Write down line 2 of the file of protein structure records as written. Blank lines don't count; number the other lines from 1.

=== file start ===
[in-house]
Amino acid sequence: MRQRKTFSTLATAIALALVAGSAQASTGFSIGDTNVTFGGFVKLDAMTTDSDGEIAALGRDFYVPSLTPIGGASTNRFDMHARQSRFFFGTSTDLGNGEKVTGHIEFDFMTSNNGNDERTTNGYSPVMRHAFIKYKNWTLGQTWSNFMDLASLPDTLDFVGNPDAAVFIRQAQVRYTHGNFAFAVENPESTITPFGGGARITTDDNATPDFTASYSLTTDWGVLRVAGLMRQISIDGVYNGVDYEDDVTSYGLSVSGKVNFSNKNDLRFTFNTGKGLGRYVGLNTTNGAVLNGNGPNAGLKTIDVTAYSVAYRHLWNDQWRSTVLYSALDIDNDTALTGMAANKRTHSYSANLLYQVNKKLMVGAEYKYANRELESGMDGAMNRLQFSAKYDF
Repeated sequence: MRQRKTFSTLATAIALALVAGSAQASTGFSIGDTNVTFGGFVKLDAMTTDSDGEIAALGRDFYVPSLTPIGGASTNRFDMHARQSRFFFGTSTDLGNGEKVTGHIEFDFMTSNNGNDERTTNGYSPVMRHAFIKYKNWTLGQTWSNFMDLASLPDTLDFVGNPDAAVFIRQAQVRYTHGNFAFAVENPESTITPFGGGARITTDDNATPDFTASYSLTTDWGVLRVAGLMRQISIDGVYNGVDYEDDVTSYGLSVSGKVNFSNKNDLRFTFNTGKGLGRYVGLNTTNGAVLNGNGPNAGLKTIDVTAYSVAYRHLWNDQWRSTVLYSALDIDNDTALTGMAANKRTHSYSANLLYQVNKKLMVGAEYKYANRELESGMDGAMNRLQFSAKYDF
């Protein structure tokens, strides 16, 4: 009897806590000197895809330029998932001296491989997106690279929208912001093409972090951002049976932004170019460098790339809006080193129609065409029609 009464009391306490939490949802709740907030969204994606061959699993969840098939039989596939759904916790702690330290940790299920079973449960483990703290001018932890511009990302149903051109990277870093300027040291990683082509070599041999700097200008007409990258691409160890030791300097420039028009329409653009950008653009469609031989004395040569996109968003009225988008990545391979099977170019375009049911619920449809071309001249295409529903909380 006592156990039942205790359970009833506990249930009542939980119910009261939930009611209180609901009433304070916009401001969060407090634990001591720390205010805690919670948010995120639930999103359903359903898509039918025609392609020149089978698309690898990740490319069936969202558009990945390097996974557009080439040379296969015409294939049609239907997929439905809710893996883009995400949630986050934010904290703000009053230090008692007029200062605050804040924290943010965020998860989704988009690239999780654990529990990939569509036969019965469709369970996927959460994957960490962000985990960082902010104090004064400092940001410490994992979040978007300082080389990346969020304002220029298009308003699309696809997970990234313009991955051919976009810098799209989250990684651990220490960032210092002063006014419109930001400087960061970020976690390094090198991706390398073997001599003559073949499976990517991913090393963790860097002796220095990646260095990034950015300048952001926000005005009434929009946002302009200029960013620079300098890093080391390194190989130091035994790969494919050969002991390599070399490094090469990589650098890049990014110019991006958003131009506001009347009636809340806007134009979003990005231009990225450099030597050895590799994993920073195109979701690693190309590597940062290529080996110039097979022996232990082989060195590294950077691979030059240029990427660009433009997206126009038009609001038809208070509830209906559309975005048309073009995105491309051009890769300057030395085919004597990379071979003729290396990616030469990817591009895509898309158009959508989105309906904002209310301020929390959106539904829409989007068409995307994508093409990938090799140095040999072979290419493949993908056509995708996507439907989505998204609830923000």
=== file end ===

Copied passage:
Amino acid sequence: MRQRKTFSTLATAIALALVAGSAQASTGFSIGDTNVTFGGFVKLDAMTTDSDGEIAALGRDFYVPSLTPIGGASTNRFDMHARQSRFFFGTSTDLGNGEKVTGHIEFDFMTSNNGNDERTTNGYSPVMRHAFIKYKNWTLGQTWSNFMDLASLPDTLDFVGNPDAAVFIRQAQVRYTHGNFAFAVENPESTITPFGGGARITTDDNATPDFTASYSLTTDWGVLRVAGLMRQISIDGVYNGVDYEDDVTSYGLSVSGKVNFSNKNDLRFTFNTGKGLGRYVGLNTTNGAVLNGNGPNAGLKTIDVTAYSVAYRHLWNDQWRSTVLYSALDIDNDTALTGMAANKRTHSYSANLLYQVNKKLMVGAEYKYANRELESGMDGAMNRLQFSAKYDF